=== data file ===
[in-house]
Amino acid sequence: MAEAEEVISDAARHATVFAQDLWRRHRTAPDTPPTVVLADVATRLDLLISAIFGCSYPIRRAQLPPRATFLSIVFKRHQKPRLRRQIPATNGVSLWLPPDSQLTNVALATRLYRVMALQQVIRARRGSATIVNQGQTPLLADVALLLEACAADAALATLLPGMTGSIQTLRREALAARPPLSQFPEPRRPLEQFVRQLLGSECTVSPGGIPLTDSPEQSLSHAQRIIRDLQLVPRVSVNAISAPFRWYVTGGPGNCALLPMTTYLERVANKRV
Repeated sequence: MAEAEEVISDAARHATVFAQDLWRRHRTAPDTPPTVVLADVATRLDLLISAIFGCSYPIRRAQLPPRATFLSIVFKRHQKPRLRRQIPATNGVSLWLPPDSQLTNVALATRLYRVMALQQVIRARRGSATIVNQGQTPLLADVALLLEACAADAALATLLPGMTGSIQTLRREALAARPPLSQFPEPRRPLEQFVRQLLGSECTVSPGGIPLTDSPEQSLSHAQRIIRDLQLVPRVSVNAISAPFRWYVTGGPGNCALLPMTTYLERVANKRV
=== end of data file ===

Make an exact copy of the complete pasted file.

[in-house]
Amino acid sequence: MAEAEEVISDAARHATVFAQDLWRRHRTAPDTPPTVVLADVATRLDLLISAIFGCSYPIRRAQLPPRATFLSIVFKRHQKPRLRRQIPATNGVSLWLPPDSQLTNVALATRLYRVMALQQVIRARRGSATIVNQGQTPLLADVALLLEACAADAALATLLPGMTGSIQTLRREALAARPPLSQFPEPRRPLEQFVRQLLGSECTVSPGGIPLTDSPEQSLSHAQRIIRDLQLVPRVSVNAISAPFRWYVTGGPGNCALLPMTTYLERVANKRV
Repeated sequence: MAEAEEVISDAARHATVFAQDLWRRHRTAPDTPPTVVLADVATRLDLLISAIFGCSYPIRRAQLPPRATFLSIVFKRHQKPRLRRQIPATNGVSLWLPPDSQLTNVALATRLYRVMALQQVIRARRGSATIVNQGQTPLLADVALLLEACAADAALATLLPGMTGSIQTLRREALAARPPLSQFPEPRRPLEQFVRQLLGSECTVSPGGIPLTDSPEQSLSHAQRIIRDLQLVPRVSVNAISAPFRWYVTGGPGNCALLPMTTYLERVANKRV